31 August 2005

Pyrrho’s Three Questions

via Tim Boucher
This is so relevant to me in my little Occult Design world that I need to save myself the trouble of typing by copy-and-pasting this directly from Tim's site. He is a brilliant and beautiful fellow, that Tim:—
I wrote about philosophical skepticism elsewhere, but I just noticed this great summation of it’s founder Pyrrho’s basic approach to thinking:
The proper course of the sage, said Pyrrho, is to ask himself three questions. Firstly we must ask what things are and how they are constituted. Secondly, we ask how we are related to these things. Thirdly, we ask what ought to be our attitude towards them. As to what things are, we can only answer that we know nothing. We only know how things appear to us, but of their inner substance we are ignorant. The same thing appears differently to different people, and therefore it is impossible to know which opinion is right. The diversity of opinion among the wise, as well as among the vulgar, proves this. To every assertion the contradictory assertion can be opposed with equally good grounds, and whatever my opinion, the contrary opinion is believed by somebody else who is quite as clever and competent to judge as I am. Opinion we may have, but certainty and knowledge are impossible. Hence our attitude to things (the third question), ought to be complete suspense of judgment. We can be certain of nothing, not even of the most trivial assertions.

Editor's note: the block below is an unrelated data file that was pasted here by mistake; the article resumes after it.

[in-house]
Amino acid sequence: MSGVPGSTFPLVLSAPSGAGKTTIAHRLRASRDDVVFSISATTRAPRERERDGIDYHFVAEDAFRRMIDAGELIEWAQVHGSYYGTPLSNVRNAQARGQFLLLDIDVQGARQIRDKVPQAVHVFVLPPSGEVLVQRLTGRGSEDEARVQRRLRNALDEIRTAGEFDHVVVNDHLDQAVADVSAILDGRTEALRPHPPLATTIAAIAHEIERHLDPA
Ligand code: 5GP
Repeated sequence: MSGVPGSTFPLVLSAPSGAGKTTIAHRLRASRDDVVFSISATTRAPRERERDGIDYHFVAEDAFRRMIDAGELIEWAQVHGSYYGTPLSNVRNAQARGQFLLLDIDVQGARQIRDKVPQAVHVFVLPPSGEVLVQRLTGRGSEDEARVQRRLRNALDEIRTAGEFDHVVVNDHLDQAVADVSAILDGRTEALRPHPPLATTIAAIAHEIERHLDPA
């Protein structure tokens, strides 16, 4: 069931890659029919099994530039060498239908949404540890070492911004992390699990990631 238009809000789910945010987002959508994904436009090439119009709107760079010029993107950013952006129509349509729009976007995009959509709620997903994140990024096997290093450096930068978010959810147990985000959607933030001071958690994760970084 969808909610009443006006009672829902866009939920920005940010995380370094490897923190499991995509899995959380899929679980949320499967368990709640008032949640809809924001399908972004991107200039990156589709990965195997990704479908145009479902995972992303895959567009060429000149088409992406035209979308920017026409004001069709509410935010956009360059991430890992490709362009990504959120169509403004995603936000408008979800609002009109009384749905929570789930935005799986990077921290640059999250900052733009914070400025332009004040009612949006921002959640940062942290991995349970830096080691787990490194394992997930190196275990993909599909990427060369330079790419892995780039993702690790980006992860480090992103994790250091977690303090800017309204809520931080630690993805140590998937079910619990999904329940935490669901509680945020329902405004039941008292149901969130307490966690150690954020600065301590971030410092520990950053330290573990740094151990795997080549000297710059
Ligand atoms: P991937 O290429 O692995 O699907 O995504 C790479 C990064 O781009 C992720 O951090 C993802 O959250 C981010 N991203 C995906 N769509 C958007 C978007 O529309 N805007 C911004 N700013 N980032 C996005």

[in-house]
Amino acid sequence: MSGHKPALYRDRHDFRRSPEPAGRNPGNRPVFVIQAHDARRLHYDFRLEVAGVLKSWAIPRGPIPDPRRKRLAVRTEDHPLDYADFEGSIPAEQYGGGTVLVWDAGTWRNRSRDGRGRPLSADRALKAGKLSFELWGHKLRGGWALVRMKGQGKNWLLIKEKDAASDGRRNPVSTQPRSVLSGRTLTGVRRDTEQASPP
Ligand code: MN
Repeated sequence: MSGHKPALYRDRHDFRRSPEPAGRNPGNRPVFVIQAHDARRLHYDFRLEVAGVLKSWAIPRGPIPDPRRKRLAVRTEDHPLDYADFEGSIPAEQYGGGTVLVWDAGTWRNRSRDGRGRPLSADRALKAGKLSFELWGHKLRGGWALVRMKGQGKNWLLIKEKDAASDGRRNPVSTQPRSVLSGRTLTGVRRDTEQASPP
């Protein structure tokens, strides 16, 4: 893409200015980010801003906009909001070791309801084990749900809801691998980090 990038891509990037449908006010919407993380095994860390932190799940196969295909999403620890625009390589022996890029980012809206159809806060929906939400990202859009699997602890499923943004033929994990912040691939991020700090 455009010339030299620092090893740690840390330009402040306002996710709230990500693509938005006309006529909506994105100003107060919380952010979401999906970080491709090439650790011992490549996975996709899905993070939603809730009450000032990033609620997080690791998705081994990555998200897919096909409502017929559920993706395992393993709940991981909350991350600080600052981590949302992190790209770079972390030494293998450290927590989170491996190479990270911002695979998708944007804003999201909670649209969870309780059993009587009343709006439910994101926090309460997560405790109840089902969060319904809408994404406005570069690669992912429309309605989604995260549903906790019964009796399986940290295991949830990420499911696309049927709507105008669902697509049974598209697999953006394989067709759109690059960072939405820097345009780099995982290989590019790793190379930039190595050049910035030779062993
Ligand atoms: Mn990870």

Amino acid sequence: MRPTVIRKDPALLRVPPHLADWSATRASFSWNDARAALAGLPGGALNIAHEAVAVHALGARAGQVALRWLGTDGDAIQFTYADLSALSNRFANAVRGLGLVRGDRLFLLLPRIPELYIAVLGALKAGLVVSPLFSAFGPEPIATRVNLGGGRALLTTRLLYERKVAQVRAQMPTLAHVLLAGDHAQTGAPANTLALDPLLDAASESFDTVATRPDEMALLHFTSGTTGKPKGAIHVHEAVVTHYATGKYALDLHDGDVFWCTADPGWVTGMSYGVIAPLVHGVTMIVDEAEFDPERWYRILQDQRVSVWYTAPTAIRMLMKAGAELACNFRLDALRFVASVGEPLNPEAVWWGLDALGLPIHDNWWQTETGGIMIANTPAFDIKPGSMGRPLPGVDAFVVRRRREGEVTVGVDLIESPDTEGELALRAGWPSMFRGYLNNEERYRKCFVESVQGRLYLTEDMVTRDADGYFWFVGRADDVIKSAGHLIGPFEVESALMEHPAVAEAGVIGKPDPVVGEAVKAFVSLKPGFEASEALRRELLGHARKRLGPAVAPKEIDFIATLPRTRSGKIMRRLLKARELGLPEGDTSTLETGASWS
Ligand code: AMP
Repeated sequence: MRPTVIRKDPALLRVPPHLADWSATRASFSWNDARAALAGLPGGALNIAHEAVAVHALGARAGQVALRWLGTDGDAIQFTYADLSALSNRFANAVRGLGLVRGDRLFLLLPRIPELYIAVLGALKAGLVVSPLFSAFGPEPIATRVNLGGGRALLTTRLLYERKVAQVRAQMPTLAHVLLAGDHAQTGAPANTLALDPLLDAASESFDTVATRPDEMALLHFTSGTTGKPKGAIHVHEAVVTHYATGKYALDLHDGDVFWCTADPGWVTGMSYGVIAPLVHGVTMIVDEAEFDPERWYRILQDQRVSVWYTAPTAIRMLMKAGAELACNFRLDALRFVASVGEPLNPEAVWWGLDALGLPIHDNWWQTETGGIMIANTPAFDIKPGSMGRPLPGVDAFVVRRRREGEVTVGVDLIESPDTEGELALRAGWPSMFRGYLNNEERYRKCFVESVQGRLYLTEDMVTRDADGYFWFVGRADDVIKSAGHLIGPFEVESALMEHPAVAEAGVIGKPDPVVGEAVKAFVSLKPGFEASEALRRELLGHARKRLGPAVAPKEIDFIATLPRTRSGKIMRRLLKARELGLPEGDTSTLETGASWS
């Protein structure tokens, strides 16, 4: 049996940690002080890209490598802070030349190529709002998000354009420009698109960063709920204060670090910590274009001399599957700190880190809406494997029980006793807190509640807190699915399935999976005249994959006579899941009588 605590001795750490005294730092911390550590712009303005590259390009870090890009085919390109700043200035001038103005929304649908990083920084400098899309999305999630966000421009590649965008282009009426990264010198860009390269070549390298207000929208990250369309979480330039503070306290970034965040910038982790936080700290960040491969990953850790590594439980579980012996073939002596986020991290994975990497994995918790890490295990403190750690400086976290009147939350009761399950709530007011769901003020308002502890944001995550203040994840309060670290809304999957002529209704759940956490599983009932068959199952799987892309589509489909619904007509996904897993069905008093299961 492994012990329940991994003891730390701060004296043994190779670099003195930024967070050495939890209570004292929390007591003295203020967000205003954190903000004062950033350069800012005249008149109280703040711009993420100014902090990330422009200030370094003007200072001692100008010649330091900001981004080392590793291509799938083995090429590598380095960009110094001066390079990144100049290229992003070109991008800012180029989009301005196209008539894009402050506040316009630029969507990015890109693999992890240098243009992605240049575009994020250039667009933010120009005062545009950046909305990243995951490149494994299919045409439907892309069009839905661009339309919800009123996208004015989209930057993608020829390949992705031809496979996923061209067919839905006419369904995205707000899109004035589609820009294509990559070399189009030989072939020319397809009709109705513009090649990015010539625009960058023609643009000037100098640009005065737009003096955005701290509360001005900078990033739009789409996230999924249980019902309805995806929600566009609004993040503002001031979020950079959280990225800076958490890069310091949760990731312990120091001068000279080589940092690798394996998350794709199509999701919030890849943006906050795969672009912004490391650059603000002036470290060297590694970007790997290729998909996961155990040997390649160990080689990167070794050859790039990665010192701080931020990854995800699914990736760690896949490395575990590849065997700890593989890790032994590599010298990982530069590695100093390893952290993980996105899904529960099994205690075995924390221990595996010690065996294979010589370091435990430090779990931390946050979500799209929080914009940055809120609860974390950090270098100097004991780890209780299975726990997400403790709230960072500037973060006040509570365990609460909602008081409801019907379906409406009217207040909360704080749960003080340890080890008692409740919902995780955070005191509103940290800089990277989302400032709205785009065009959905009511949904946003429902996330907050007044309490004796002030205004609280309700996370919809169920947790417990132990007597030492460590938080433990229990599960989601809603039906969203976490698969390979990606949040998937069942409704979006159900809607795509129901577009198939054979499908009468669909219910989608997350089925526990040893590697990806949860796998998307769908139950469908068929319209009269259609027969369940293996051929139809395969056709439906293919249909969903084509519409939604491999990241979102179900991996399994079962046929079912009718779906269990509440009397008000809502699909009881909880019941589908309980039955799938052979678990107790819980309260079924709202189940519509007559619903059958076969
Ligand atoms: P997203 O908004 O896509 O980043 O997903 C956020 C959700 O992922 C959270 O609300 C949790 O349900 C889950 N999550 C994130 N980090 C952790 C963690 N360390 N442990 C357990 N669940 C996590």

A lot of people probably quail before the idea that we can’t ever really know anything. But the way I read Pyrrho’s philosophy is that either we can or can’t know anything for certain. But that’s not important. What is important is that it doesn’t matter. Once we stop worrying about who’s right and who’s wrong, and stop living life through an exclusively intellectual lens, we’ll experience a sense of peace and freedom.

ps — In a short while, I will be conducting an interview of Tim Boucher for the pleasure of me, myself, and I, as well as the mad legions of fans and devout worshipers he's developed online. I am mostly interested in his personal life, but he said no-no to that, so instead we'll be talking over some… stuff. I like stuff.

2 comments:

tim boucher said...

well i guess it really depends on how personal and in what direction. i've gotten to the point where i just need to draw boundaries, because i give so much time and energy to this as it is. that said, i dont want to head anything off at the pass, so ask the questions you want to ask, and if nothing else, i'll tell you the answers privately and decide if i want it to be a matter of public record or not.

Fell said...

Hehe, no worries… I was just kidding. We'll see where it goes. I am excited, though, as I believe the most exciting stories are of matters that affect us all, but have that personal spin. To me, the story (myth) is what is most important, not so much the content.